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The Book of Frank
by CA Conrad

Reviewed by Mary Wilson


Published:

Published by Wave Books, 2010   |   176 pages

Poetry, at its best, is a form of ventriloquism. The poet who addresses the world expects it to answer her back, even if it answers in her own voice, using her own words, and—as is so often the case— has little to add to the conversation. Yet this verbal reticence of the world has not always been welcomed by the ventriloquizing poet. It has more often been avoided, denied, or buried under varying degrees of personification and pathos. It is rare to find a poet who can admit, without losing face, that the voice of the world is often their own. It is still more rare to find one who can do so without losing our interest.

CAConrad is one such poet. His latest work, The Book of Frank, collects sixteen years worth of his semi-autobiographical “Frank” poems into one volume, which includes previously unpublished poems and a new afterword by Eileen Myles. Frank is Conrad’s alter ego in the vein of John Berryman’s “Huffy Henry” of The Dream Songs, a third person embodiment of Conrad’s psychic unease. Yet Conrad would probably resent any comparison to Berryman’s “confessional” (Conrad’s word) poetics, and Frank is no strait-forward autobiography. The book is a collection of short poems which lead us from Frank’s difficult beginnings (when he is born, his father exclaims with dismay, “my daughter has no cunt!”) to his ostensible end, as a suicide who returns to earth as a goldfish and is subsequently fed to his wife’s pet piranhas.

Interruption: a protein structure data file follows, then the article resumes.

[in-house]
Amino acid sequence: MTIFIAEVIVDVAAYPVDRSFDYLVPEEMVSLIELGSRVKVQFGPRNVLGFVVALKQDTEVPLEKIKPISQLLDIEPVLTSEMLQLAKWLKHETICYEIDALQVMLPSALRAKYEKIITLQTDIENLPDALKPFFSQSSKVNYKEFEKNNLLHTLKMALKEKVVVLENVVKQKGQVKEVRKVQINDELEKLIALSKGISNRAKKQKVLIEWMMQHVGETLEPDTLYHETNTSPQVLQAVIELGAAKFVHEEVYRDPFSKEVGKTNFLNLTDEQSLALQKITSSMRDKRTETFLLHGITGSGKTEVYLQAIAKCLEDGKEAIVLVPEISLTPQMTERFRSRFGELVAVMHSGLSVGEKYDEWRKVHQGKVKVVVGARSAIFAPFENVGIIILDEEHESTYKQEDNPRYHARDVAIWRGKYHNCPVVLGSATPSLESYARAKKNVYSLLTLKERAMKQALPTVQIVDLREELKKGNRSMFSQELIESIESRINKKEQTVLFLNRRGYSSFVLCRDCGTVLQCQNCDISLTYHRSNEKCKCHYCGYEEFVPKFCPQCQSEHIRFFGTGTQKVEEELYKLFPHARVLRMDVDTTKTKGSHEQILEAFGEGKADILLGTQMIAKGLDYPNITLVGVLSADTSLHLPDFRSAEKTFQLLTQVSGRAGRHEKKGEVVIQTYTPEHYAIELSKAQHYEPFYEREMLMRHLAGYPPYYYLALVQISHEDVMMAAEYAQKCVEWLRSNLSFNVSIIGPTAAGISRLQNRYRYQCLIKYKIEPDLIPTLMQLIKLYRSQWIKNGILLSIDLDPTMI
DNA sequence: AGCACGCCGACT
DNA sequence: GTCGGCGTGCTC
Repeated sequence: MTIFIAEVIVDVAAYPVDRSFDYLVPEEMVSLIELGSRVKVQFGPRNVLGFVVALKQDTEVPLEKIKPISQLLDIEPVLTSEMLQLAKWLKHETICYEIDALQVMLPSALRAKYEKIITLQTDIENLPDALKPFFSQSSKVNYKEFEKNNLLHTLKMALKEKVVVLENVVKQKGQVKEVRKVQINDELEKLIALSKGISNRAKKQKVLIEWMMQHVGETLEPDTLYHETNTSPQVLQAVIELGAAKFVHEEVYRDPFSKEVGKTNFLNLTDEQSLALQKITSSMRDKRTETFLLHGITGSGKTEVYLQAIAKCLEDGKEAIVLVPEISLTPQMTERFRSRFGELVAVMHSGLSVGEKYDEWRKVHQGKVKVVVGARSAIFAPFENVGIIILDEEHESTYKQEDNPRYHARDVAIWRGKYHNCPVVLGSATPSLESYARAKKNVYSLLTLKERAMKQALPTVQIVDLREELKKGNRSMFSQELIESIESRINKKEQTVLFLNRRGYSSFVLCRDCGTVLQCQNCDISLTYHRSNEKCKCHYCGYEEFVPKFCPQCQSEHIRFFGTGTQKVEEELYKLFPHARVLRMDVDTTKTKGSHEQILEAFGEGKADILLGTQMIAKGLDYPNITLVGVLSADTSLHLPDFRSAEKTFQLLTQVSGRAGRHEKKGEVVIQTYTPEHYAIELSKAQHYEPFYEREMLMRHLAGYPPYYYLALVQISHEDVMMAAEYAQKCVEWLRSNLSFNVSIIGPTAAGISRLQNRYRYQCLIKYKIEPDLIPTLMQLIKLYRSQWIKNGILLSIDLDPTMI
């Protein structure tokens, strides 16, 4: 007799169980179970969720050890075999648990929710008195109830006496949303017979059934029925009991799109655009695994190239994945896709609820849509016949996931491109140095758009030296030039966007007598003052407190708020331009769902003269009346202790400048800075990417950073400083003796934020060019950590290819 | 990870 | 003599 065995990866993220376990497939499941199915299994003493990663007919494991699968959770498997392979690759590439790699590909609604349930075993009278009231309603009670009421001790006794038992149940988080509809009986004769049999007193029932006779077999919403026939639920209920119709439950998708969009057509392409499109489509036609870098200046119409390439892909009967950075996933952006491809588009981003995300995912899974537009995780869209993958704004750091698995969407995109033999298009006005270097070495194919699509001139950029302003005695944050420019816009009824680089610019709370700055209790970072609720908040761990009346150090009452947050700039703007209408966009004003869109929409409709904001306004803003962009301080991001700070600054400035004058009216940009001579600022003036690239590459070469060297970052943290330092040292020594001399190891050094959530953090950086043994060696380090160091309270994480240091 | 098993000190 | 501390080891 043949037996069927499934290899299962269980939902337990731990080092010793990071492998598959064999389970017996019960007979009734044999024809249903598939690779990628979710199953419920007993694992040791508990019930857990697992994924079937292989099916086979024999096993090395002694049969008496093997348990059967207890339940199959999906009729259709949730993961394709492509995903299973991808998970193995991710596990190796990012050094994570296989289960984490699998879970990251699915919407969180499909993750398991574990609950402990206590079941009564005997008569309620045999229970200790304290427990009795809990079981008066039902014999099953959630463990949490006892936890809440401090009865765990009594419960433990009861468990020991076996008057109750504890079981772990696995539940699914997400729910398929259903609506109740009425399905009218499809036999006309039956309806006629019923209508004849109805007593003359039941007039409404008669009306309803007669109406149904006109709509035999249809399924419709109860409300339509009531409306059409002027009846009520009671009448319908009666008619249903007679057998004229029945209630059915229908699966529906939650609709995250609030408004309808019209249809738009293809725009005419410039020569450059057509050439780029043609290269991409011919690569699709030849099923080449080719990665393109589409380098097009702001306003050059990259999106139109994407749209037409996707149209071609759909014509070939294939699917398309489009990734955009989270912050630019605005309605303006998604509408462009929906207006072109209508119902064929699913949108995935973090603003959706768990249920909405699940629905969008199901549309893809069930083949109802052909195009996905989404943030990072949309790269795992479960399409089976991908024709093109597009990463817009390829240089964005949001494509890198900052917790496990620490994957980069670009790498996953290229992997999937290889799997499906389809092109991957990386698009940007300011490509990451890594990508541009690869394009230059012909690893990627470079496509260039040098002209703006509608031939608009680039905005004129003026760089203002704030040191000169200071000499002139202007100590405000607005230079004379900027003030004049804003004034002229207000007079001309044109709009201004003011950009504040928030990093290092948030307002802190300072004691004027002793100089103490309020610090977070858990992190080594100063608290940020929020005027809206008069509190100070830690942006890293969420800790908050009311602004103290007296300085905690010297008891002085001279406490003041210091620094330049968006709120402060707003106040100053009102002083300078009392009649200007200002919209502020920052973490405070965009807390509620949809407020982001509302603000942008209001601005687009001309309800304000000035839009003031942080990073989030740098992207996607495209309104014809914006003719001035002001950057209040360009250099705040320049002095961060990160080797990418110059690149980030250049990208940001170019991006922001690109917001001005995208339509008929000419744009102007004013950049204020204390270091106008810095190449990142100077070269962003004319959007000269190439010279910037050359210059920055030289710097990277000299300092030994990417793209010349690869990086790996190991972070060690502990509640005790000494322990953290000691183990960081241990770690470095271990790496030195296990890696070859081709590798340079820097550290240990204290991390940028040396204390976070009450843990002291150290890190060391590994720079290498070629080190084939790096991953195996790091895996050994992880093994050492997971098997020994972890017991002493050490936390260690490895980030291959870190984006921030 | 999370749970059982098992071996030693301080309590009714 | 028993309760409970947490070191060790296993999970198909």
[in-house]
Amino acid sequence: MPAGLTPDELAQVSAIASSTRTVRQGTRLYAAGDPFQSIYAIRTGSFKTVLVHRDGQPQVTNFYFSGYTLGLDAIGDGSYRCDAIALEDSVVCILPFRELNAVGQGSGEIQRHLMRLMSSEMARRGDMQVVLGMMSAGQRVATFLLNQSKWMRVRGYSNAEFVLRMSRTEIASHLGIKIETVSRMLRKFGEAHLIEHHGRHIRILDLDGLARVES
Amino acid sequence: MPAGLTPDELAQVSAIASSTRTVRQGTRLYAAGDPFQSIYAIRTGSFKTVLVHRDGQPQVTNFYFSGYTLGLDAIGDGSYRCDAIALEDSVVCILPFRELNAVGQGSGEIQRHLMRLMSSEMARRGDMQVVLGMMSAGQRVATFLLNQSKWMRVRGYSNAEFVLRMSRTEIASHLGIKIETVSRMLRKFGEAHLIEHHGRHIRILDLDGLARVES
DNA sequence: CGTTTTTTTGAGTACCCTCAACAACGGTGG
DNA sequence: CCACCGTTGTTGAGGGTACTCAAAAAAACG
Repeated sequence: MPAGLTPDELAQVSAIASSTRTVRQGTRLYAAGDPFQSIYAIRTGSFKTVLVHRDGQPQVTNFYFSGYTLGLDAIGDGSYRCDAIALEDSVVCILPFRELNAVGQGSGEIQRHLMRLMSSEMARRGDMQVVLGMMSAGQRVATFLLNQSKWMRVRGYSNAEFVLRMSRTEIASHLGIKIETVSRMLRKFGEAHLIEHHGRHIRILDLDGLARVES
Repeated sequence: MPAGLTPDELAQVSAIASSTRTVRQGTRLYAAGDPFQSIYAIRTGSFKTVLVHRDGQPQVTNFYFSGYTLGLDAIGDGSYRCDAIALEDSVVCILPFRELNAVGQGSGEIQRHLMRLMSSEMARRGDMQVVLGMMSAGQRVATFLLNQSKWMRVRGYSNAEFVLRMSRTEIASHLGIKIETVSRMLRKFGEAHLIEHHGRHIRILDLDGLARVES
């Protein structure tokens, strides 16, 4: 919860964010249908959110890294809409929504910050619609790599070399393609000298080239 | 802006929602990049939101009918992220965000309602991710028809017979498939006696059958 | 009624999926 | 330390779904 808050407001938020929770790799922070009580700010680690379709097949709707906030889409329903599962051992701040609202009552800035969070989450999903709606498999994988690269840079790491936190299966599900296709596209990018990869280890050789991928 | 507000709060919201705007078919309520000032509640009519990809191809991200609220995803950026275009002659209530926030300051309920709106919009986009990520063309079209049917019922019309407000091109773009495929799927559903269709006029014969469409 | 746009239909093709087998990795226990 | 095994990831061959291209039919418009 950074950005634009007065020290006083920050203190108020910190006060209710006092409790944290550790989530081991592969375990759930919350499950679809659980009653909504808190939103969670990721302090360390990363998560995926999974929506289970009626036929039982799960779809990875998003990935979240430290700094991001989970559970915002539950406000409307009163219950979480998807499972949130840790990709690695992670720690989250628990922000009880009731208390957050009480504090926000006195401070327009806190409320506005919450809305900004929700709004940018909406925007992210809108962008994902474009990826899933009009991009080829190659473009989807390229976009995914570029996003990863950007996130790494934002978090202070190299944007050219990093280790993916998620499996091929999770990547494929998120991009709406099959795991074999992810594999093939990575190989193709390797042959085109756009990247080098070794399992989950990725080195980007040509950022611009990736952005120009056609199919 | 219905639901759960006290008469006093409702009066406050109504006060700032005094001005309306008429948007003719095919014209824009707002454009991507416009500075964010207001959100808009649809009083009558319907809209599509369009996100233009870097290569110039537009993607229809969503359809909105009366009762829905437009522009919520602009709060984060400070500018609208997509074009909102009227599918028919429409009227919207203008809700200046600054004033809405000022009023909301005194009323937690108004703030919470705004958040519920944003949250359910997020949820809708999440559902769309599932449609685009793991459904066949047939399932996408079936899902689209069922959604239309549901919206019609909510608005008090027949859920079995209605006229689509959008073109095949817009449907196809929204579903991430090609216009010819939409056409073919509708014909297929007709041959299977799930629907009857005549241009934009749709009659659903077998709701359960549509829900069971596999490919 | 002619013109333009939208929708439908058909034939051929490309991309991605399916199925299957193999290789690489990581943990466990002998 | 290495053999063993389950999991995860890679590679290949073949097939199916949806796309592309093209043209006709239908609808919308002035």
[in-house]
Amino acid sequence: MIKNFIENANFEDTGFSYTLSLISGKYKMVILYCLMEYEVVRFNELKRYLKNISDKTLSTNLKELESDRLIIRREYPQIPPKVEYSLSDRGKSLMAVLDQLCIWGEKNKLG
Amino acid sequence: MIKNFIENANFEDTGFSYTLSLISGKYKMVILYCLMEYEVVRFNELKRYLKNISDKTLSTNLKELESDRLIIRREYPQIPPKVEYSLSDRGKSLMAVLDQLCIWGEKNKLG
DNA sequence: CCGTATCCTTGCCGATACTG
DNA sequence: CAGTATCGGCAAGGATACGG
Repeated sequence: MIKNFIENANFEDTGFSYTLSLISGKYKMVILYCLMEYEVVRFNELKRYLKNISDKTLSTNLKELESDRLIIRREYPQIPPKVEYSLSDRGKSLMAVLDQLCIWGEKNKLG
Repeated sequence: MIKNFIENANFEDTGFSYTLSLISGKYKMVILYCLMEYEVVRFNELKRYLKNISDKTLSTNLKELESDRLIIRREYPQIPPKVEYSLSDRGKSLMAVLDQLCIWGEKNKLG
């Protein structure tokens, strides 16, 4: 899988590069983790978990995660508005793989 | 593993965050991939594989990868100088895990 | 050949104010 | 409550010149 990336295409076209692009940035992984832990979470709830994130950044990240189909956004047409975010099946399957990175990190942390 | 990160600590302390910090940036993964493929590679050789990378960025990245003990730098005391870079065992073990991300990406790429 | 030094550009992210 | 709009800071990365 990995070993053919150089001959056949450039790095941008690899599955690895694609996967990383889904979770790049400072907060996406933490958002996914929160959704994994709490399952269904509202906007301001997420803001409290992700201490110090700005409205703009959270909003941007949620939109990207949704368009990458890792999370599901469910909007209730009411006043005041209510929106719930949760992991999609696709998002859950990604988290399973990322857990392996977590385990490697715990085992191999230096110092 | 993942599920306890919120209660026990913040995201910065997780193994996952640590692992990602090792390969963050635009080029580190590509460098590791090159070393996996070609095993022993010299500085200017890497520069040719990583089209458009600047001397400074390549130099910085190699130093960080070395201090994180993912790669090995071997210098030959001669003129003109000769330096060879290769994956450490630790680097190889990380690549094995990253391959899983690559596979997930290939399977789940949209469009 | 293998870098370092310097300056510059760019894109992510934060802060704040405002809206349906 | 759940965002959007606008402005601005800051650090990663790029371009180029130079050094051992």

Like Conrad, who grew up both gay and poor in rural Pennsylvania, Frank is at war with the material world. He is a “small package” in the arms of a nurse, a daughter without a cunt. Conrad’s satirical commentary on gender identity and queerness—which persists throughout the book— is no less forceful when coupled with the absurd. Although the book opens with the hilarious reversal of a father appalled by his son’s “absent” genitalia, we are nonetheless caught off-guard when the father’s shock leads him to thus characterize a world that is and is not our own, a world that is skewed yet spinning on familiar axes of logic:

“why doesn’t my son have a cunt!?
what has happened!?
what a WICKED world!
DARK!
and spinning
on its one
good leg!”

This world is very much Conrad’s own: one fraught with Kafkaesque anxieties and comical Freudian demons. A giant consumes a park bench with her vagina. The sex organs of Emily Dickinson and Jack Kerouac are served for dinner. Yet such absurdities are couched in a surrealism that is unrelenting in its subtlety and emotional force. It is not weirdness for weirdness’ sake. Conrad’s surreality is always recognizable, always just close enough to its origins in the real. It is not a distraction in these poems, but a way to allow space for the world to exist in all its variance. It is, for lack of a better word, honest. At a time in which surrealism for many “screams novice” (as Myles so aptly puts it in the afterward), or even boredom with the world as it is or can be written, Conrad’s surrealism reads as an act of love. Frank’s world is strange, yet he takes great pains to anchor us in it. In one simple yet pivotal poem, we are told: